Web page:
Salisbury Cathedral, Salisbury

Salisbury Cathedral, Salisbury (must see)

The name "Salisbury" is derived from the name "Sarum." The Salisbury of today started out as New Sarum. The story of Salisbury Cathedral began in Old Sarum. Things were not happy in Old Sarum. The clergy and the military were forever at odds over Sarum Cathedral. Richard Poore, bishop, decided to relocate the bishopric to New Sarum.

It is said the bishop, Moore, shot an arrow. The arrow killed a deer. Where the deer fell would be the site of the new cathedral. Another myth claimed that the cathedral, Old Sarum, and Stonehenge were mystically aligned. It is more likely that the marshy ground was chosen because a more desirable site could not be had.

The cathedral was designed by architect and master stonemason Elias of Dereham. Elias had been at Runnymede in 1215 when King John signed the Magna Carta. Elias made copies. He would install one of them in the Cathedral chapter house. It is there today. The formal name of the cathedral is the Cathedral Church of the Blessed Virgin Mary.

The foundation was laid in 1220. The nave, transepts, and choir were finished by 1258. This was record time for cathedral building. The cloisters were done by 1240, the chapter house in 1263 and the tower and spire by 1320. The 404 foot spire is the tallest in England. The cathedral was built in one style only, Early English Gothic.

The west facade is a screen type. It has a turret at each end. There are two buttresses in the center supporting the triple center window. The center is capped with a gable holding four lancet windows under two quatrefoil windows and a mandorla framing an image of Christ in Majesty. There are 73 of 130 niches which contain statues.

The interior has a high narrow nave. It has a pointed arcade, a gallery and clerestory. The walls are of grey stone and the columns are of dark marble. Tombs of royal families lie between the columns. A large cruciform font by sculptor William Pie was installed in 2008. A statue of Richard Moore on the facade holds a model of the cathedral.

Want to visit this sight? Check out these Self-Guided Walking Tours in Salisbury. Alternatively, you can download the mobile app "GPSmyCity: Walks in 1K+ Cities" from iTunes App Store or Google Play. The app turns your mobile device to a personal tour guide and it works offline, so no data plan is needed when traveling abroad.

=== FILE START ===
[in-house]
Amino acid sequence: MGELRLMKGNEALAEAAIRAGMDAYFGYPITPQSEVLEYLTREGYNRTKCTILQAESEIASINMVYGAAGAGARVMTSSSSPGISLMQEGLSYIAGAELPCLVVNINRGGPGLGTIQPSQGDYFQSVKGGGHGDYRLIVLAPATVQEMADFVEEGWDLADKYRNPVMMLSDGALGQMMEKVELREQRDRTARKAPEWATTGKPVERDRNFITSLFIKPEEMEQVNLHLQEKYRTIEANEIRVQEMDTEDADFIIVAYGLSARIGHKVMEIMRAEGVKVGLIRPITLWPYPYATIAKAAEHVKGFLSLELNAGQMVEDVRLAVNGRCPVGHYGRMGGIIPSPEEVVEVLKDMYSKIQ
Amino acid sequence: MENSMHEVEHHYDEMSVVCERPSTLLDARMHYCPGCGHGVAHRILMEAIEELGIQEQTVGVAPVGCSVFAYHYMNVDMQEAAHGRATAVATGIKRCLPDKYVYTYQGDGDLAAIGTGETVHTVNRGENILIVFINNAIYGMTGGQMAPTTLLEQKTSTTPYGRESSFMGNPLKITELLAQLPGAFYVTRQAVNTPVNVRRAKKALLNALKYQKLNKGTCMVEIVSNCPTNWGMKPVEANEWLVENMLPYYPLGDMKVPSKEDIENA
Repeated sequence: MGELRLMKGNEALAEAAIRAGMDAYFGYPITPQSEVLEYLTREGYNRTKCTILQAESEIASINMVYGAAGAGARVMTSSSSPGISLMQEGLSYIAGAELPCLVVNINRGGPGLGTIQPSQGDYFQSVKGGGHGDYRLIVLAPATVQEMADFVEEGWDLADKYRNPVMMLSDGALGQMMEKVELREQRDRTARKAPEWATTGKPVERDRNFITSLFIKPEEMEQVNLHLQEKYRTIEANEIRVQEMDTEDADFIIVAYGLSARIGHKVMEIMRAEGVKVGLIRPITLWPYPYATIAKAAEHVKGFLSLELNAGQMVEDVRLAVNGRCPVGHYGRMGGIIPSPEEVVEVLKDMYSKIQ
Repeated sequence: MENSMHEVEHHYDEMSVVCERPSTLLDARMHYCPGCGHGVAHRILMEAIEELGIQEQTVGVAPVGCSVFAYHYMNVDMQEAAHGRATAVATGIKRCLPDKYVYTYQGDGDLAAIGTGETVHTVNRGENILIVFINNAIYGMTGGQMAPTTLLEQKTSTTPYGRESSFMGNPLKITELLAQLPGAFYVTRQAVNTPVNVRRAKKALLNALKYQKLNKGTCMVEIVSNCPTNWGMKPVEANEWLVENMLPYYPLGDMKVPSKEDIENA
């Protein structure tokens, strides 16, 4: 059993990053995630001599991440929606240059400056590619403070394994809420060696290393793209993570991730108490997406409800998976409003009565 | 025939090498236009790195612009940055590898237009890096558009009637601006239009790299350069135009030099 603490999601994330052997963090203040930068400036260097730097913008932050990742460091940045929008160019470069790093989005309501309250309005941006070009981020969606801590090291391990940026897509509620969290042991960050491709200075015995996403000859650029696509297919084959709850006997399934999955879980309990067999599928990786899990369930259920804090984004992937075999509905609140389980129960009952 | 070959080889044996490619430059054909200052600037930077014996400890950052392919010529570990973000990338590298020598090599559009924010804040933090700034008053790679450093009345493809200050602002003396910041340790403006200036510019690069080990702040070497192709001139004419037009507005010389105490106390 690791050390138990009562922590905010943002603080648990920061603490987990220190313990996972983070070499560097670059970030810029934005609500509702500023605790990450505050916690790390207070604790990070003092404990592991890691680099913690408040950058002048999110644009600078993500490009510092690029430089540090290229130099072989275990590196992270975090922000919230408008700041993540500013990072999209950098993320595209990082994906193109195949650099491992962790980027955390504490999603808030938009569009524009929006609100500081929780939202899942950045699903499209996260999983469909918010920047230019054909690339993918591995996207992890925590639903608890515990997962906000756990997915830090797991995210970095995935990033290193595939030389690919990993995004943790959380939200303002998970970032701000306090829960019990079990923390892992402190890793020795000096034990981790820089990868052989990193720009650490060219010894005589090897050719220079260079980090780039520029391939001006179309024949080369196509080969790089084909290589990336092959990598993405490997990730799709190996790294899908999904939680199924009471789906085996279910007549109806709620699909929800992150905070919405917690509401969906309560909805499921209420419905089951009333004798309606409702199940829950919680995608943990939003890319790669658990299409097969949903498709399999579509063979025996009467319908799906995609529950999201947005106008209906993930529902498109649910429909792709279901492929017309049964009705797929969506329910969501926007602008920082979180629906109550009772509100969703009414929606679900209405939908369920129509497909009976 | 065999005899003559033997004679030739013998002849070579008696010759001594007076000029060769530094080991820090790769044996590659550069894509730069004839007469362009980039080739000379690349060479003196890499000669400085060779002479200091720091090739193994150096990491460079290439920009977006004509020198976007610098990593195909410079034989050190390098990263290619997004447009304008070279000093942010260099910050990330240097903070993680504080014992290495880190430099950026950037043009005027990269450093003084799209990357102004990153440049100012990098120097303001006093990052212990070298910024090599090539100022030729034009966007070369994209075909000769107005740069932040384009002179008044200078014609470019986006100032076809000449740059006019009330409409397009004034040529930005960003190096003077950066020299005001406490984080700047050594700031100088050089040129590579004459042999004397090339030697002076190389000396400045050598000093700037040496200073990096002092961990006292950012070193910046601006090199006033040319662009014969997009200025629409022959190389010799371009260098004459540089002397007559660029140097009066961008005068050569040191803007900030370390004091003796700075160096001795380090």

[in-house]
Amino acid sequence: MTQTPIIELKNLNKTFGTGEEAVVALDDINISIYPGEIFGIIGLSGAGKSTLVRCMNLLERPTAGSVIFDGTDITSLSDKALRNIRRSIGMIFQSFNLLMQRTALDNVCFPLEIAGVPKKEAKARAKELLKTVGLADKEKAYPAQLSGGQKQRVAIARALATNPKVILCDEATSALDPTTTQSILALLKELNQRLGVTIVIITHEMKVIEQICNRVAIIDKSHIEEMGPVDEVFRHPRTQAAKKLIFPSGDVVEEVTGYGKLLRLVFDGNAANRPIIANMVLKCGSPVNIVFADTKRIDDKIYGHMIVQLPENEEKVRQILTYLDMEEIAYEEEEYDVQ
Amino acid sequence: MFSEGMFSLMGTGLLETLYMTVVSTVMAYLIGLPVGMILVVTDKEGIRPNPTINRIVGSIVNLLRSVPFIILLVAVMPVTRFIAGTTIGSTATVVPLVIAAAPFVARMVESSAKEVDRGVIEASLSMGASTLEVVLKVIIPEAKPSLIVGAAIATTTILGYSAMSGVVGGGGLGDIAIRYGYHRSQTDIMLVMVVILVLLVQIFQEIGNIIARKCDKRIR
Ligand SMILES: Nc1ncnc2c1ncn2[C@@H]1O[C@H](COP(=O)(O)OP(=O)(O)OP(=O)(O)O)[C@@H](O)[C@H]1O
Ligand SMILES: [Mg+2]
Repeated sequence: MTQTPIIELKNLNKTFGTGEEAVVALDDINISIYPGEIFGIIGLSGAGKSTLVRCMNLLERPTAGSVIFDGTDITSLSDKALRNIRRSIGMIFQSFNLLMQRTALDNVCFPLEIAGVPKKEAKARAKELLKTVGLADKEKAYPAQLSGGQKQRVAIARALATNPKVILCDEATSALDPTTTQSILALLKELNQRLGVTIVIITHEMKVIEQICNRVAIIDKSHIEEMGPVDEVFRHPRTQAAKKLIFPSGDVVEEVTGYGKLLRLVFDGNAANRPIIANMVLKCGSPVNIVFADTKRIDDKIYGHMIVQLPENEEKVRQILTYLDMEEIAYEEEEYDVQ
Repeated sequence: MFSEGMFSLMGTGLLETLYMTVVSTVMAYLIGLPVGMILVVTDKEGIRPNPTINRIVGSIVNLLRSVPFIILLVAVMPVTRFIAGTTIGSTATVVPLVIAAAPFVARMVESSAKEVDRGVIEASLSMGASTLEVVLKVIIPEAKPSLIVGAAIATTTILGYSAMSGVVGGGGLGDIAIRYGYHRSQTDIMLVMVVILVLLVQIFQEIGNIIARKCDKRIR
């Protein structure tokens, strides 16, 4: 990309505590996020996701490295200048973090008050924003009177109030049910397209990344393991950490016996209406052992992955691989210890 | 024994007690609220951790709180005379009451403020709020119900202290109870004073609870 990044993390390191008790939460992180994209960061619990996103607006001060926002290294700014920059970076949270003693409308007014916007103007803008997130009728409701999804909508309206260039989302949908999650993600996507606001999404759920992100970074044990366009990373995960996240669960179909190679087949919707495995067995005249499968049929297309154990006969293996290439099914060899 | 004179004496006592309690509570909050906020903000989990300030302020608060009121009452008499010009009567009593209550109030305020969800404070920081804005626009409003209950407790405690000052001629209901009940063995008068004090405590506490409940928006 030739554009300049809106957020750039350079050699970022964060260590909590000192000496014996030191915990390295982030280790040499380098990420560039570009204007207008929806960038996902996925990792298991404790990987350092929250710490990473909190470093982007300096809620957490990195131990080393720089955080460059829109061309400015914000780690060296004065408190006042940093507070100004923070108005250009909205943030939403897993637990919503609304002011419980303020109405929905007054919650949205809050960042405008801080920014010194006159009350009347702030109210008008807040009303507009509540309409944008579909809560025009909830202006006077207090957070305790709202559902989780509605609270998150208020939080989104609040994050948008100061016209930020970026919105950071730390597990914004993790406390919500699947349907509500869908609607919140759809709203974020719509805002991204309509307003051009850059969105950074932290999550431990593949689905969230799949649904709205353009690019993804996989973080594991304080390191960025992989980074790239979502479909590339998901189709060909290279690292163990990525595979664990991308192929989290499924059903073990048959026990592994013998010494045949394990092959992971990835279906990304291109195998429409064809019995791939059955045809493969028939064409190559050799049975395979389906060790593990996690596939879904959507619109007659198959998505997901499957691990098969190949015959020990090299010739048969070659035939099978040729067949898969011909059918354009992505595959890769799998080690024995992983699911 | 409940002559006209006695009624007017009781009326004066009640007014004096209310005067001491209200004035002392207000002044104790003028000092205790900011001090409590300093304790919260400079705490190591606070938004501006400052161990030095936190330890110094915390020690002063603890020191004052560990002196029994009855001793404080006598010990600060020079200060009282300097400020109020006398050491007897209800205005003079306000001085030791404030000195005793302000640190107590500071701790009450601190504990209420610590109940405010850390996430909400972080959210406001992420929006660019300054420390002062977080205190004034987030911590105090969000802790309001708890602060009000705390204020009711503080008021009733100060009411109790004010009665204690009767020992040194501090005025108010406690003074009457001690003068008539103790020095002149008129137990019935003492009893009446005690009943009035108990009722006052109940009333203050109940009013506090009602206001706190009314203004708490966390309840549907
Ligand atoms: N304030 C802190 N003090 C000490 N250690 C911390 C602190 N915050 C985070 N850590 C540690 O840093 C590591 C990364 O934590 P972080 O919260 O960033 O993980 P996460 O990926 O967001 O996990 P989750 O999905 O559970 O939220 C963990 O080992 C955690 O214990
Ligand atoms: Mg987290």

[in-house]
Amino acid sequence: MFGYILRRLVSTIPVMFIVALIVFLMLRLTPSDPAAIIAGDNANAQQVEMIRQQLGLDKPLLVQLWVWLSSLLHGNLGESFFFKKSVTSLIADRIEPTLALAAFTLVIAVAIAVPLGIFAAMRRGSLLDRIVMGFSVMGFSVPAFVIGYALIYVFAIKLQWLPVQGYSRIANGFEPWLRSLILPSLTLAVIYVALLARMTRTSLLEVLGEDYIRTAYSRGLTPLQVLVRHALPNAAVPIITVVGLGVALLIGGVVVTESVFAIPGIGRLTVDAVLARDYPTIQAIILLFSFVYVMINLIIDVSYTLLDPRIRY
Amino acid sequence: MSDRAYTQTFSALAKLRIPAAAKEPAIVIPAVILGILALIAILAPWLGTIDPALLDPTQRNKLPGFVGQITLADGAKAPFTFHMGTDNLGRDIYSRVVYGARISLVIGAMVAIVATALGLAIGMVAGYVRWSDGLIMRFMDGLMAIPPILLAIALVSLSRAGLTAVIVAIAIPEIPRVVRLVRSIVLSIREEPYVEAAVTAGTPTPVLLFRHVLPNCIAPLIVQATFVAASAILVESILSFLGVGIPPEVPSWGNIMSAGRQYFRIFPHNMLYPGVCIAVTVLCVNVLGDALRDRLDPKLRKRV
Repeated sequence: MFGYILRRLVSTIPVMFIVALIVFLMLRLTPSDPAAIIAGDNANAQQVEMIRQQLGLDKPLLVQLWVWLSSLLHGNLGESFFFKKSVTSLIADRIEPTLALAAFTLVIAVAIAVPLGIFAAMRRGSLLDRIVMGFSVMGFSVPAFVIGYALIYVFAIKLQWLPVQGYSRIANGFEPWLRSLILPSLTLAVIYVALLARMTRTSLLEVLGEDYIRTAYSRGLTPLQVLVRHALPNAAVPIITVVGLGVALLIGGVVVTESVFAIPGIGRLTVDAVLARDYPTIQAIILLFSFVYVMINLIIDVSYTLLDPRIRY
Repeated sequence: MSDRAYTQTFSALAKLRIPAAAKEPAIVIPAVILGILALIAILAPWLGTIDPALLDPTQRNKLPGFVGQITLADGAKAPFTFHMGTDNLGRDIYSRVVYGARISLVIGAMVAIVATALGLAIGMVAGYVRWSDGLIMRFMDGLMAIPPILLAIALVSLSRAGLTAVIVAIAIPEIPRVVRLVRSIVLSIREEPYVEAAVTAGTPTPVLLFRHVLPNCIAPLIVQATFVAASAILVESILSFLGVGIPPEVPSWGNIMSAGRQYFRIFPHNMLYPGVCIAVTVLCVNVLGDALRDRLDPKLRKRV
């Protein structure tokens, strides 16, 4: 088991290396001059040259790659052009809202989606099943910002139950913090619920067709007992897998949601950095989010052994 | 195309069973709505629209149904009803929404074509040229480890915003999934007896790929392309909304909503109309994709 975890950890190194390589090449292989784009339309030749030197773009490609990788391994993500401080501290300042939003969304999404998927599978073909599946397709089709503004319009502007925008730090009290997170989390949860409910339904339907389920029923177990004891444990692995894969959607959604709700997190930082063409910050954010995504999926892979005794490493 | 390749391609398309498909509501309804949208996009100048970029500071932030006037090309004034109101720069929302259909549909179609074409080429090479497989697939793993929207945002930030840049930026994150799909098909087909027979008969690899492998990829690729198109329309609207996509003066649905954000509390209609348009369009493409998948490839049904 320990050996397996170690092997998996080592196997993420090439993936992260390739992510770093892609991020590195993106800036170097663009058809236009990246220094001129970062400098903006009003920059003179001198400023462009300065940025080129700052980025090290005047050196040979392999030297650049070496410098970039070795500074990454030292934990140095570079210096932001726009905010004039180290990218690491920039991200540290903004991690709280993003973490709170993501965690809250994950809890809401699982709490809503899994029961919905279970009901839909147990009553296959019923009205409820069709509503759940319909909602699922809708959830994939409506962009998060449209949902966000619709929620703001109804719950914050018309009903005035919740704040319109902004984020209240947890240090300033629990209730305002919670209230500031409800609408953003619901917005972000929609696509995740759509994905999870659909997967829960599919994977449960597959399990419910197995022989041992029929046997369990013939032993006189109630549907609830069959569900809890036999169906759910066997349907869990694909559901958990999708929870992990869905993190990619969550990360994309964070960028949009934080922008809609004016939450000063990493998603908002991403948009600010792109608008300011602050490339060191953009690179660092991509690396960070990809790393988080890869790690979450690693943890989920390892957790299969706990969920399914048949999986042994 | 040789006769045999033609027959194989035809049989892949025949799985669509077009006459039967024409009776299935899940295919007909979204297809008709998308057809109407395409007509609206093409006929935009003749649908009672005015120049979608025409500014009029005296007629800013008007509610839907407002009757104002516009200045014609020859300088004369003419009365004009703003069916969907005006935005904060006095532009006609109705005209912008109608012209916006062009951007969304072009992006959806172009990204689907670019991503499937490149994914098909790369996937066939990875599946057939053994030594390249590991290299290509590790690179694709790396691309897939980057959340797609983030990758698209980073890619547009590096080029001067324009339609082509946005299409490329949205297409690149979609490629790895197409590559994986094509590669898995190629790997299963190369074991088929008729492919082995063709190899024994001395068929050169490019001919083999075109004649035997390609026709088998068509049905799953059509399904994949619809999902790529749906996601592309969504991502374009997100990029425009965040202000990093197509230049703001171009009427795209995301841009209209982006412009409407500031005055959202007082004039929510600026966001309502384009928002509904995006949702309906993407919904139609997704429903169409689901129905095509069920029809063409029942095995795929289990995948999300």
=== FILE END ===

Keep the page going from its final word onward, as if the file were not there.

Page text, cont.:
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Salisbury Cathedral on Map

Sight Name: Salisbury Cathedral
Sight Location: Salisbury, England (See walking tours in Salisbury)
Sight Type: Religious
Guide(s) Containing This Sight:

Walking Tours in Salisbury, England

Create Your Own Walk in Salisbury

Create Your Own Walk in Salisbury

Creating your own self-guided walk in Salisbury is easy and fun. Choose the city attractions that you want to see and a walk route map will be created just for you. You can even set your hotel as the start point of the walk.
Cathedral Close Tour

Cathedral Close Tour

Salisbury Cathedral, apart from being renowned as the holder of Britain’s tallest spire, the world’s best preserved original copy of Magna Carta (1215) and Europe’s oldest working clock, is also famous for its Close, the largest in the country, measuring 80 acres (or 32 hectares).

The areas surrounding cathedrals' grounds, sometimes extending for hundreds of meters from the main...  view more

Tour Duration: 1 Hour(s)
Travel Distance: 1.2 Km or 0.7 Miles
Historical Houses Tour

Historical Houses Tour

Founded more than 800 years ago, Salisbury understandably has a great number of historical, architectural and cultural gems worthy of a visit. The medieval houses, churches, inns and hospitals blend harmoniously with the modern sites of the city. Trace the threads of Salisbury's past on this self-guided walking tour of the city's historic buildings.

Tour Duration: 1 Hour(s)
Travel Distance: 1.5 Km or 0.9 Miles
Salisbury Introduction Walking Tour

Salisbury Introduction Walking Tour

Old Sarum is not as old as neighboring Stonehenge, but it is old. A hill fort occupied the site as early as 300 BC. The ubiquitous Romans did not overly attend to it but it fell to Saxon King Cynric of Wessex in 552 AD. Danes and Norwegians invaded frequently enough until 1066, when William of Normandy settled matters among the parties.

A motte-and-bailey castle was established at the...  view more

Tour Duration: 1 Hour(s)
Travel Distance: 1.7 Km or 1.1 Miles